These 11 famous directors were unknown before Cannes Film Festival

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The Cannes Film Festival runs May 17 to May 28, which means many anxious filmmakers will soon witness their art come fully to life in front of a (sometimes booing) international audience. The festival, which celebrates its 70th anniversary this year, is a testing ground for movies that want to make it big. If a Cannes film gets any sort of reaction — whether it's audience-wide boos or a standing ovation — it has the potential to make or break a director's career. Read on to find out which directors got their big break at Cannes.

1. Steven Soderbergh

Steven SoderberghSource: Richard Shotwell/AP
Steven Soderbergh  Richard Shotwell/AP

The director of Ocean's Eleven and Magic Mike was once just a humble 26-year-old with a statement to make. In classic overachiever fashion, Soderbergh managed to win the Palme d'Or, Cannes' highest honor, for his very first film Sex, Lies, and Videotape in 1989. His obvious originality and mastery of craft were enough to catapult him into a long and storied career as one of Hollywood's greatest directors.

2. Ryan Coogler

Ryan CooglerSource: Chris Pizzello/AP
Ryan Coogler  Chris Pizzello/AP

Coogler's Fruitvale Station, which portrays a Bay Area Police Officer's 2009 shooting of a young black man, helped launch the career of star Michael B. Jordan when it debuted at Cannes in 2013 and won "best first film" for Coogler. The film screened as part of Cannes' "Un Certain Regard" section, which highlights what the festival calls "original and different" works that didn't quite make it into the festival's official lineup. Jordan and Coogler later collaborated again on Creed, and Coogler will helm 2018's highly anticipated Black Panther.

3. Jane Campion 

Jane CampionSource: Hagen Hopkins/Getty Images
Jane Campion  Hagen Hopkins/Getty Images

Although Jane Campion technically had a Cannes moment when her film Sweetie debuted at the festival in 1989, the New Zealand director truly had a breakthrough when she became the first and only woman to ever win a Palme d'Or for The Piano in 1993. The film also won three Academy Awards — including original screenplay for Campion — the following year. Campion has since directed such high-profile projects as Bright Star and Top of the Lake.

4. Lars von Trier

Lars von TrierSource: Axel Schmidt/AP
Lars von Trier  Axel Schmidt/AP

The man who gave us the arthouse sex drama Nymphomaniac made a name for himself at the 1984 Cannes Festival when his first feature The Element of Crime broke through with a technical grand prize and a Palme d'Or nomination. He has since received four more major awards from the festival, and his next film, The House That Jack Built, stars Matt Dillon in psychological thriller.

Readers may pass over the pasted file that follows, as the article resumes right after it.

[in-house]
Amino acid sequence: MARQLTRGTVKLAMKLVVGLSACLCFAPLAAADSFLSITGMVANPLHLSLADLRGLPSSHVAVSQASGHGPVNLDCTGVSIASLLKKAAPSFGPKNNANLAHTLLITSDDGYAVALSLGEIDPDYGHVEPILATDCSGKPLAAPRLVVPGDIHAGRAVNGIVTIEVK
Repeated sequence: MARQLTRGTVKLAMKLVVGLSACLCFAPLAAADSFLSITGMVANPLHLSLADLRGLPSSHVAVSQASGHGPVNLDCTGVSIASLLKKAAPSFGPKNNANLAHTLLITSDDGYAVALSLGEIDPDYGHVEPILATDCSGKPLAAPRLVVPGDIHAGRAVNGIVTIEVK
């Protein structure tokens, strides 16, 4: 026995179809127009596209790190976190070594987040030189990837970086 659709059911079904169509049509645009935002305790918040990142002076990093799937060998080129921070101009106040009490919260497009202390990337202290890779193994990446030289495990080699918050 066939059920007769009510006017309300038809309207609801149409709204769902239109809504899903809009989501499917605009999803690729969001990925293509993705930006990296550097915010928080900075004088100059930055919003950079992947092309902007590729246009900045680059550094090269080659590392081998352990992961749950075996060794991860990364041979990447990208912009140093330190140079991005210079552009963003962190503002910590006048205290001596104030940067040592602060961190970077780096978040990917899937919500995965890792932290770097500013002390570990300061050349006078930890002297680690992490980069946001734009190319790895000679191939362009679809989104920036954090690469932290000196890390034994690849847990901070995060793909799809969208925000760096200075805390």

5. Xavier Dolan

Xavier DolanSource: Dominique Charriau/Getty Images
Xavier Dolan  Dominique Charriau/Getty Images

French Canadian director Xavier Dolan might not be a big mainstream name, but his LGBTQ-themed films are internationally recognized for their stylish romanticism. The 28-year-old's fifth film, Mommy, won the jury prize at Cannes in 2014, but his career would have never started if his sophomore feature, Heartbeats, hadn't debuted among Cannes' official selections in 2010

6. Quentin Tarantino

Quentin TarantinoSource: Jamie McCarthy/Getty Images
Quentin Tarantino  Jamie McCarthy/Getty Images

Quentin Tarantino's Pulp Fiction may have been booed at the 1994 Cannes Festival, but it still went on to win the Palme d'Or and — eventually — an Oscar for best original screenplay. Reservoir Dogs was technically his first major film, but Pulp Fiction cemented him as a truly influential voice in cinema.

7. Francois Truffaut 

Francois Truffaut Source: George Brich/AP
Francois Truffaut  George Brich/AP

When Francois Truffaut won Cannes' best director award for The 400 Blows in 1959, the director — 27 at the time — immediately became a defining director in the French New Wave movement of cinema. (For non-cinephiles, that's an important movement of cinema.) The 400 Blows essentially defined an entire style of moviemaking. 

8. Paul Thomas Anderson

Paul Thomas AndersonSource: Todd Williamson/AP
Paul Thomas Anderson  Todd Williamson/AP

The director of critically-acclaimed hits like Boogie Nights, Punch-Drunk Love and There Will Be Blood made his Cannes debut in 1996 with Hard Eight. The buzz surrounding the movie was enough to propel Anderson to make Boogie Nights.

9. John Singleton

John SingletonSource: Chris Pizzello/AP
John Singleton  Chris Pizzello/AP

John Singleton's Boyz n the Hood is a classic of black cinema, and made such an impression in Cannes' 1991 "Un Certain Regard" section that it earned him a best directing Oscar nomination the following year. He was the first black man to be nominated for the honor, and he eventually went on to direct 2 Fast 2 Furious and Four Brothers

10. Neil LaBute

Neil LaButeSource: Charles Sykes/AP
Neil LaBute  Charles Sykes/AP

Though known primarily as a playwright, Neil LaBute made such an impact with his critically-acclaimed In the Company of Men that he essentially created a career for star Aaron Eckhart out of thin air. The film debuted in the "Un Certain Regard" section in 1997, and propelled LaBute to make his next film, 2002's Possession, with Eckhart starring alongside Gwyneth Paltrow. 

11. Olivier Assayas

Olivier AssayasSource: Evan Agostini/AP
Olivier Assayas  Evan Agostini/AP

Known for helping Kristen Stewart become a serious actor with flicks like Clouds of Sils Maria and Personal Shopper, Olivier Assayas made his madly original debut at the 1996 Cannes Festival with Irma Vep. In the years since Vep screened in the 1996 "Un Certain Regard" section, Assayas has gained heightened stateside recognition thanks to his Stewart collaborations.

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